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Alaska health department continues facing struggles over recalled baby formula

Alaska health department continues facing struggles over recalled baby formula
Published: Mar. 16, 2022 at 11:36 AM AKDT
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ANCHORAGE, Alaska (KTUU) - Thursday marks one month since Abbott Nutrition voluntarily recalled Similac PM 60/40 powdered infant formula that had been produced in a Michigan state factory for infant sickness, according to the U.S. Food and Drug Administration.

It resulted in a nationwide recall on the formula, which includes the Similac, Alimentum and EleCare brands. Since then, the Alaska Department of Health and Social Services said they have been working nonstop to tackle the additional baby formula shortage the crisis has caused in the state.

‘It feels like forever,” Liz Walsh, the department’s family nutrition program manager, said. “We’ve been working on this situation nonstop since the recall was announced.”

According to the health department, many of the Women, Infant and Children program, or WIC, venues chose to pull all of the Similac products off their shelves until they were able to verify which cans were safe. This, Walsh said, resulted in shelves being empty and purchasing restrictions to be placed.

“Some stores are limiting the number of cans that parents can buy per visit,” Walsh said.

Walsh said that before the recall, Alaska had already been experiencing a supply shortage in baby formula. Having formula pulled off the shelves overnight due to the recall created a double whammy impact on the availability to the public.

Since then, WIC has opened up its formula options to include additional brands that meet their nutrition standards to help ensure families have access to formulas, in addition to allowing WIC participants in urban communities to use Span Elite, a grocery delivery service, to have formula shipped directly to them.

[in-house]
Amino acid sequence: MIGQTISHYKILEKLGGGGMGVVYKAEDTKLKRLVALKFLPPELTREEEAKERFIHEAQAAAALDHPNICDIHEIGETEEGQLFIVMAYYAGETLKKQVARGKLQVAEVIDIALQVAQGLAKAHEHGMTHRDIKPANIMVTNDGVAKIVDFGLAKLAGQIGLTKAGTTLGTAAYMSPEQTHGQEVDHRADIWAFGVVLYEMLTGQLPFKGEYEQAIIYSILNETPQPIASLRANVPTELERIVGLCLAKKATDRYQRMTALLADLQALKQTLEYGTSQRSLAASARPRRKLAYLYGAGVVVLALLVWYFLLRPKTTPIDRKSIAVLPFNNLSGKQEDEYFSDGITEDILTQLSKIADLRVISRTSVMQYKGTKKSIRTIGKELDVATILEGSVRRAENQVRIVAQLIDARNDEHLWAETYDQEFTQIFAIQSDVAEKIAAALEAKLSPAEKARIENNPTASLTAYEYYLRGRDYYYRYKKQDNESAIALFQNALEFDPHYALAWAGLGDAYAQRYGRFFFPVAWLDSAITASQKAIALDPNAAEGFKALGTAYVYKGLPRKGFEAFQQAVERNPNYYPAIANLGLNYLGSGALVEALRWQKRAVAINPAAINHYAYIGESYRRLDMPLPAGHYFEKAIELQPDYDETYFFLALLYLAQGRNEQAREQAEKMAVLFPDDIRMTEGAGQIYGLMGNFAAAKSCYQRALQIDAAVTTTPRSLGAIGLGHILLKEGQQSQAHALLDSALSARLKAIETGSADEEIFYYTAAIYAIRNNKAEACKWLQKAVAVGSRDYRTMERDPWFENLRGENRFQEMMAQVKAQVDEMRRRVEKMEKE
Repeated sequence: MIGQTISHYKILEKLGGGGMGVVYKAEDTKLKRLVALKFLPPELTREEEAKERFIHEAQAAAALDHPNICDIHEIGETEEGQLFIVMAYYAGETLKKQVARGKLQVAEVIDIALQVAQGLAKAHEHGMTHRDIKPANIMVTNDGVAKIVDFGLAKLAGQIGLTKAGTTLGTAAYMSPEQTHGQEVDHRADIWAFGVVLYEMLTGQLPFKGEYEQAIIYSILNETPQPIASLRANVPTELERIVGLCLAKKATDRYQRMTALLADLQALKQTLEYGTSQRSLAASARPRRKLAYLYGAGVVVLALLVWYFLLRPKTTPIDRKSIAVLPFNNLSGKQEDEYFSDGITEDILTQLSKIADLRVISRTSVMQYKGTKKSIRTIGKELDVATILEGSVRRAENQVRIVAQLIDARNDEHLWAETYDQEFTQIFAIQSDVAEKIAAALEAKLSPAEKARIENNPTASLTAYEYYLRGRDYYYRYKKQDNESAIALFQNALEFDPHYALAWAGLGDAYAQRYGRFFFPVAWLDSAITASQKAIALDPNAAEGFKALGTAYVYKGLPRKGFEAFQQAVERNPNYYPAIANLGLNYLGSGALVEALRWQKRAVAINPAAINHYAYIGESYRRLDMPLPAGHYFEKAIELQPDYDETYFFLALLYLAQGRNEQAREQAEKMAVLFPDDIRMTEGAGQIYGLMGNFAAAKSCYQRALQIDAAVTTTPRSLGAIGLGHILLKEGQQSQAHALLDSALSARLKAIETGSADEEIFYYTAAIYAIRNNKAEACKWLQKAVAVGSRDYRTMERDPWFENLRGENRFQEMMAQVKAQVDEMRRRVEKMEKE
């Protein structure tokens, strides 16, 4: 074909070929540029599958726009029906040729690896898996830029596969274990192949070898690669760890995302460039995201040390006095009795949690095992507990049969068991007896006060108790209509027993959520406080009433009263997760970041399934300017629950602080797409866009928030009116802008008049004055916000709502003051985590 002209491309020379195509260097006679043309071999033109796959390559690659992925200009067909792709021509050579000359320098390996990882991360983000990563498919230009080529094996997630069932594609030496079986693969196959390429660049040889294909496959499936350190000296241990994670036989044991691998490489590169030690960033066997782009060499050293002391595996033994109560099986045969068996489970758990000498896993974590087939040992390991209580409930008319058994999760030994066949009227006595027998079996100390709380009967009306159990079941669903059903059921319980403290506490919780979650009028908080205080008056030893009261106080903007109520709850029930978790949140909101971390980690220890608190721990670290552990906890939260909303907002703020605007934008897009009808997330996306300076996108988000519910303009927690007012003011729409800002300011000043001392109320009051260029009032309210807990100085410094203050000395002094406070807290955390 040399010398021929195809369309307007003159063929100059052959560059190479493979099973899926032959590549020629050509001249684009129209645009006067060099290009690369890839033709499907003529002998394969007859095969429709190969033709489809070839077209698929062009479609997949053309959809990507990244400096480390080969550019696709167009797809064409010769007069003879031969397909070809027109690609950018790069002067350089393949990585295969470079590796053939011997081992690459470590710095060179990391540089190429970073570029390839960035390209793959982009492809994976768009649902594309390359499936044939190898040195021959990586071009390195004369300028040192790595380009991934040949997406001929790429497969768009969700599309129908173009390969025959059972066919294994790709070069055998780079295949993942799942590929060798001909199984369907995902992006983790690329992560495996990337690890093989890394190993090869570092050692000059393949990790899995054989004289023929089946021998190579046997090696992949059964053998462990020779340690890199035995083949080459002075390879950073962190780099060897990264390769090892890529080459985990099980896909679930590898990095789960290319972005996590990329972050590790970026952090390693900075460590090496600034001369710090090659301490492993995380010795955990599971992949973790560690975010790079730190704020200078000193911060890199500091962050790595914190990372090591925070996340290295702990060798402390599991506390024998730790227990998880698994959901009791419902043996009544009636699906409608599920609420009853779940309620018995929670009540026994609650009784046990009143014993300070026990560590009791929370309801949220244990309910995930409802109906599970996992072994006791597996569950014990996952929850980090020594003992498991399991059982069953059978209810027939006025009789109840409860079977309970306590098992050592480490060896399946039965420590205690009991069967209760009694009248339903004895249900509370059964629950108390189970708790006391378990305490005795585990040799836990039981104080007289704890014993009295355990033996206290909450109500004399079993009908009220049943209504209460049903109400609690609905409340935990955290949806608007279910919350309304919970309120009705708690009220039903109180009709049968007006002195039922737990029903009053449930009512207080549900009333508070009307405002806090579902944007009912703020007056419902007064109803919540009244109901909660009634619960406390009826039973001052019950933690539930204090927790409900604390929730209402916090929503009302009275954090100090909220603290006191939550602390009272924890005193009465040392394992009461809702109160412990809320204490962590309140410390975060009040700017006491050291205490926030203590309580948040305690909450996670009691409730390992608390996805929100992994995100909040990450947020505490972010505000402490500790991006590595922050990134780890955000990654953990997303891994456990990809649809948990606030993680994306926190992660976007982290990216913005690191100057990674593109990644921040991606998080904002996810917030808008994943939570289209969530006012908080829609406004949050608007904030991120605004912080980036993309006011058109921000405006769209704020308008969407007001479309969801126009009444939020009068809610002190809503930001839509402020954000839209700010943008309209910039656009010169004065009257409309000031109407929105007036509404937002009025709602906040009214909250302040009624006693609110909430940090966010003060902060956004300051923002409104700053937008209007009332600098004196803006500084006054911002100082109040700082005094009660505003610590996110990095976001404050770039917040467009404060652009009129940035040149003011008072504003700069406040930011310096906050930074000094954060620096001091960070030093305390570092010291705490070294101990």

According to Walsh, this service was previously restricted to just rural communities for WIC stores.

“Span has assured us that they have adequate stock of all of the infant formulas,” Walsh said.

However, Walsh said, despite providing WIC participants with an option to have a mail order formula, they are still facing struggles.

“Even with the options for parents to buy non-Similac formulas, with or without benefits, its still touch and go,” Walsh said.

Walsh indicated that many families still struggle with a lack of trust regarding formulas.

“It’s very difficult for our WIC families to feel that they can trust any Similac products right now,” Walsh said.

According to the state health department, that has now turned into their largest obstacle as they work to find a way to make parents and families feel secure again.

“It’s not just the shortage, it’s the stress, the heartache that parents experience,” Walsh said. “The WIC staff is there for them to help with that and to try and find solutions the best we can.”

Originally, the department said Abbott Nutrition reported to them that they were expecting the supply issue to be resolved by the end of March. That date has now been pushed back to the end of April.

However, Walsh said that the FDA will be providing Alaska grant waivers through Sept. 30, so WIC can provide non-Similac formulas to their participants.

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